Excellent stuff as usual from Corporate Watch. As with all Wars, "follow the money!"
 
 
 
 
Corporate Watch Newsletter Issue 11-12

Special Double Issue - Corporations and War

Links to individual articles below - you can also download the whole
newsletter as a pdf (with pictures!) at
www.corporatewatch.org.uk/newsletter/issue11/newsletter11.pdf.  Paper
copies #1.50 inc. p+p from us, or a whole year's subscription for just #5.

Private Power Partnerships
It has all the makings of a Tom Clancy bestseller. The government plans to
sell a stake in its top-secret defence laboratories currently working on
technology to enable people to live on the moon (anyone remember Ben
Elton's Stark?). The buyer? a shadowy American organisation, with
ex-presidents and prime ministers as special advisors, that has invested
millions of dollars for the Bin Laden family and Saudi royalty.
http://www.corporatewatch.org.uk/newsletter/issue11/isue11_part1.htm

War and Corporations - a brief primer
As the military machine gears up for another war it seems worth taking a
closer look at the links between business and conflict. Corporations were
born out of the wars of colonisation and today the relationship between
military expansion and companies remains.
http://www.corporatewatch.org.uk/newsletter/issue11/isue11_part2.htm

Oil and War
by Milan Rai
Is the projected war on Iraq intended to reinforce US domination of the
energy resources of the Middle East? Milan Rai argues that it is, but not
in the way most people think.
http://www.corporatewatch.org.uk/newsletter/issue11/isue11_part3.htm

War is Business, Business is War
Dave Whyte, University of Leeds
One of the most bizarre features of the various propaganda efforts in the
preparation for the latest all out assault on Iraq is the frequent bandying
around of references to WWII figures. Whilst politicians and media sources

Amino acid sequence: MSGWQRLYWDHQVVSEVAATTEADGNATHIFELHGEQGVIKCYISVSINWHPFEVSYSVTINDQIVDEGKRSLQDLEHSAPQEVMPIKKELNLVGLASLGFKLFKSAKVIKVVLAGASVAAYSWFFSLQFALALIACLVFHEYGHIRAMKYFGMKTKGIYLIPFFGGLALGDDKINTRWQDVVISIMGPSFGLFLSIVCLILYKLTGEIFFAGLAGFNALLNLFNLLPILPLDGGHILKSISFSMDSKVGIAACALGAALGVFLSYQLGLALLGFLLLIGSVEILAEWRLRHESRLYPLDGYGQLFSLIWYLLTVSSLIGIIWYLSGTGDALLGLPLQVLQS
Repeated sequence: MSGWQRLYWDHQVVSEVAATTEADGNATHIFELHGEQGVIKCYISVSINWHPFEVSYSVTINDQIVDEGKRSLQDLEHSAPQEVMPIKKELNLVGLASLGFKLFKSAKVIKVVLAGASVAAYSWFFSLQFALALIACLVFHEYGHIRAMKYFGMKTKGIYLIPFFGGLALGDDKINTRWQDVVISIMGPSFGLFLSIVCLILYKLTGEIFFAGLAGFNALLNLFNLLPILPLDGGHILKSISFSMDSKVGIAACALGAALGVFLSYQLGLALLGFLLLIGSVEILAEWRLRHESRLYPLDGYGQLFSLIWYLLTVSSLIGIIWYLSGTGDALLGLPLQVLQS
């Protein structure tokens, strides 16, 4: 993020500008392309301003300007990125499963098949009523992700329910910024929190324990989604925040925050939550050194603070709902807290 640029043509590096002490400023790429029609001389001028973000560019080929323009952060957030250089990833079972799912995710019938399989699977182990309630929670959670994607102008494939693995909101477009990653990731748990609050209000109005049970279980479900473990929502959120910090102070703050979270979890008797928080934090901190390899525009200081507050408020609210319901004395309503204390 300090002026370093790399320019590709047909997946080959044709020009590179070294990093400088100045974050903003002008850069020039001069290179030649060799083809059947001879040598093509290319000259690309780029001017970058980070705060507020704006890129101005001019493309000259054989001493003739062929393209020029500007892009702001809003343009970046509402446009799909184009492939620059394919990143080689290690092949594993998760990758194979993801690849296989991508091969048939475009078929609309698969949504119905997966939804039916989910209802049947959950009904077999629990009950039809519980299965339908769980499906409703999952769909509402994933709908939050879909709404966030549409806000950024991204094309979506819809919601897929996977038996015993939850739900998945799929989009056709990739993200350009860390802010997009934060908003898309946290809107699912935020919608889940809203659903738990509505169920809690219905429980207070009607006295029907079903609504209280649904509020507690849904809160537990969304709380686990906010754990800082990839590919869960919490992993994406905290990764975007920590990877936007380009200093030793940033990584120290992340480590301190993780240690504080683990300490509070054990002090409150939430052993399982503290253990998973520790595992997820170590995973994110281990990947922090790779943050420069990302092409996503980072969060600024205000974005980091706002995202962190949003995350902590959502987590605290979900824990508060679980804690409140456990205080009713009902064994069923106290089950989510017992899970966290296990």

in the West frequently compare Saddam Hussein with Hitler, the Iraqi leader
himself has been quoting speeches by Winston Churchill. Dave Whyte looks at
the history of Iraq, corporations and
war.  http://www.corporatewatch.org.uk/newsletter/issue11/isue11_part4.htm

The Invisible Handout Of The Market:
Defence companies and government not quite getting the hang of free trade
Pippa Gallop
The emergence of global arms companies sits very uneasily with the
state-centred concept of international politics which still dominates
military thinking. 'National Security' goes, by its very nature, against
the grain of globalization, relying as it does on a view of the world as a
collection of independent states acting in their 'national interest'. It is
virtually the only area of trade which is excluded from World Trade
Organization
agreements.
http://www.corporatewatch.org.uk/newsletter/issue11/isue11_part5.htm

Propaganda Diary
News on the role of PR companies in promoting war against Iraq.
http://www.corporatewatch.org.uk/newsletter/issue11/isue11_part6.htm

Genetix RoundUp
Soya, Soya, everywhere. Monsanto's attempted takeover of Argentina. New
Markets for GM crops in India and elsewhere. Syngenta in Identity Crisis
why the GM giant is pretending to be an NGO.
http://www.corporatewatch.org.uk/newsletter/issue11/isue11_part10.htm

Babylonian Times
True stories from the other side of the corporate looking-glass.
http://www.corporatewatch.org.uk/newsletter/issue11/isue11_part8.htm

PLUS:

Missing plutonium found in house and garden near Reading
Good news for Burma
Fate of public services 'in the hands of unelected trade lawyers'
NATO expands but at whose expense?
http://www.corporatewatch.org.uk/newsletter/issue11/isue11_part7.htm

Book reviews 'Some common concerns imagining BP's Azerbaijan-Georgia-Turkey
pipelines system' by the Baku Ceyhan campaign. 'PFI vs. Democracy' pamphlet
series by Melanie McFadyean and David Rowland.
http://www.corporatewatch.org.uk/newsletter/issue11/isue11_part9.htm


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